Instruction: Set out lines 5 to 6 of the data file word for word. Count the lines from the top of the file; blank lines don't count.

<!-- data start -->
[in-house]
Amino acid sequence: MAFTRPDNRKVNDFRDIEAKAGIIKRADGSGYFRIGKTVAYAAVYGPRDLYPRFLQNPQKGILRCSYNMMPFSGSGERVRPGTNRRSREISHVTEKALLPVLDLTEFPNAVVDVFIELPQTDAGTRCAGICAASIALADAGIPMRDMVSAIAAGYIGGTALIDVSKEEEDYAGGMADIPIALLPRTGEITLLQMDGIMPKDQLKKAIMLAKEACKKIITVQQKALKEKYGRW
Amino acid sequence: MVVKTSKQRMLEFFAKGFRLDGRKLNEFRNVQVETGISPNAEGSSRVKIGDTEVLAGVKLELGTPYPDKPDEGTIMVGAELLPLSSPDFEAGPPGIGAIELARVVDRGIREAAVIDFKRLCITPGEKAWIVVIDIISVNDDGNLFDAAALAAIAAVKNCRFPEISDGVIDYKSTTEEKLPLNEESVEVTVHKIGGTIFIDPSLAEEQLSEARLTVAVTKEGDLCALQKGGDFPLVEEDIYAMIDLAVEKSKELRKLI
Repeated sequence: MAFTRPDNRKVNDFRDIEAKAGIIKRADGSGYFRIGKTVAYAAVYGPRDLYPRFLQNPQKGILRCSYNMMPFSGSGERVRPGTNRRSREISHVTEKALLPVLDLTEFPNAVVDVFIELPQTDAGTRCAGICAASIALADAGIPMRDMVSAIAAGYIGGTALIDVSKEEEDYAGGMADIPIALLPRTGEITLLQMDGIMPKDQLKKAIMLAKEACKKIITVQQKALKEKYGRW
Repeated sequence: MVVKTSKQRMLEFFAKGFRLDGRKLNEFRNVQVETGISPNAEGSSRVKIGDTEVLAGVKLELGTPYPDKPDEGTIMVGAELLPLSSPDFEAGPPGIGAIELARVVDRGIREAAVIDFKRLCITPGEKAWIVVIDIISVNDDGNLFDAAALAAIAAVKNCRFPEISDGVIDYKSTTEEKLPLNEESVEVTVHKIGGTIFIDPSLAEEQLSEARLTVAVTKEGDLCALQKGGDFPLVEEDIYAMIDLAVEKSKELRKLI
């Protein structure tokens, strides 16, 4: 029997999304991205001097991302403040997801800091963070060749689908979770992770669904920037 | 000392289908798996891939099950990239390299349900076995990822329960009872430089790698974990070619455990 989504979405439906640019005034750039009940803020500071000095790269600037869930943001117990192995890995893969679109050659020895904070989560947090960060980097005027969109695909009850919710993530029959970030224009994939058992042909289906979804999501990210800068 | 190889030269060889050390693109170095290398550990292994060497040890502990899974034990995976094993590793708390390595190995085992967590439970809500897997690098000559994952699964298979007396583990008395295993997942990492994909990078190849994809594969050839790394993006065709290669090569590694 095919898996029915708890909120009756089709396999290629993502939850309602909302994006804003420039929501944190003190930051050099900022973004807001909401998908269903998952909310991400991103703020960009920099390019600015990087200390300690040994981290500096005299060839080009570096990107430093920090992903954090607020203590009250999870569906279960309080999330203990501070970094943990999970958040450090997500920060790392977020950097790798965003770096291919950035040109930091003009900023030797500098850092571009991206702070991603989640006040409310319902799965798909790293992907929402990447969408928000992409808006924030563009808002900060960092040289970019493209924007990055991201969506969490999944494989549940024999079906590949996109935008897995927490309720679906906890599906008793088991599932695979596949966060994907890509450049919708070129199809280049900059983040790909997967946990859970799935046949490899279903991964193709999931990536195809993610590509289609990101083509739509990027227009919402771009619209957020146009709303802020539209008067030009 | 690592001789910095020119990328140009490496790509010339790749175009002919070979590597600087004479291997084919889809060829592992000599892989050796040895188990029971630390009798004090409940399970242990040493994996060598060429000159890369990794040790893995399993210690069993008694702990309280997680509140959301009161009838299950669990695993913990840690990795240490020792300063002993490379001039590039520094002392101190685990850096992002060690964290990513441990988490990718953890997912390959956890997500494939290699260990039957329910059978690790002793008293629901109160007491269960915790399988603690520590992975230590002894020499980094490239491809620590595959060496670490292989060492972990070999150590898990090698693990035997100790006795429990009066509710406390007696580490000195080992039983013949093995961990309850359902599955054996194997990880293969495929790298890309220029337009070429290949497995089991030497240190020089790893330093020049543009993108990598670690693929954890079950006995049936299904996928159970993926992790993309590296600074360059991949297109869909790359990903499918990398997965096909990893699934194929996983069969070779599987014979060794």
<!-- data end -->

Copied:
Repeated sequence: MVVKTSKQRMLEFFAKGFRLDGRKLNEFRNVQVETGISPNAEGSSRVKIGDTEVLAGVKLELGTPYPDKPDEGTIMVGAELLPLSSPDFEAGPPGIGAIELARVVDRGIREAAVIDFKRLCITPGEKAWIVVIDIISVNDDGNLFDAAALAAIAAVKNCRFPEISDGVIDYKSTTEEKLPLNEESVEVTVHKIGGTIFIDPSLAEEQLSEARLTVAVTKEGDLCALQKGGDFPLVEEDIYAMIDLAVEKSKELRKLI
């Protein structure tokens, strides 16, 4: 029997999304991205001097991302403040997801800091963070060749689908979770992770669904920037 | 000392289908798996891939099950990239390299349900076995990822329960009872430089790698974990070619455990 989504979405439906640019005034750039009940803020500071000095790269600037869930943001117990192995890995893969679109050659020895904070989560947090960060980097005027969109695909009850919710993530029959970030224009994939058992042909289906979804999501990210800068 | 190889030269060889050390693109170095290398550990292994060497040890502990899974034990995976094993590793708390390595190995085992967590439970809500897997690098000559994952699964298979007396583990008395295993997942990492994909990078190849994809594969050839790394993006065709290669090569590694 095919898996029915708890909120009756089709396999290629993502939850309602909302994006804003420039929501944190003190930051050099900022973004807001909401998908269903998952909310991400991103703020960009920099390019600015990087200390300690040994981290500096005299060839080009570096990107430093920090992903954090607020203590009250999870569906279960309080999330203990501070970094943990999970958040450090997500920060790392977020950097790798965003770096291919950035040109930091003009900023030797500098850092571009991206702070991603989640006040409310319902799965798909790293992907929402990447969408928000992409808006924030563009808002900060960092040289970019493209924007990055991201969506969490999944494989549940024999079906590949996109935008897995927490309720679906906890599906008793088991599932695979596949966060994907890509450049919708070129199809280049900059983040790909997967946990859970799935046949490899279903991964193709999931990536195809993610590509289609990101083509739509990027227009919402771009619209957020146009709303802020539209008067030009 | 690592001789910095020119990328140009490496790509010339790749175009002919070979590597600087004479291997084919889809060829592992000599892989050796040895188990029971630390009798004090409940399970242990040493994996060598060429000159890369990794040790893995399993210690069993008694702990309280997680509140959301009161009838299950669990695993913990840690990795240490020792300063002993490379001039590039520094002392101190685990850096992002060690964290990513441990988490990718953890997912390959956890997500494939290699260990039957329910059978690790002793008293629901109160007491269960915790399988603690520590992975230590002894020499980094490239491809620590595959060496670490292989060492972990070999150590898990090698693990035997100790006795429990009066509710406390007696580490000195080992039983013949093995961990309850359902599955054996194997990880293969495929790298890309220029337009070429290949497995089991030497240190020089790893330093020049543009993108990598670690693929954890079950006995049936299904996928159970993926992790993309590296600074360059991949297109869909790359990903499918990398997965096909990893699934194929996983069969070779599987014979060794």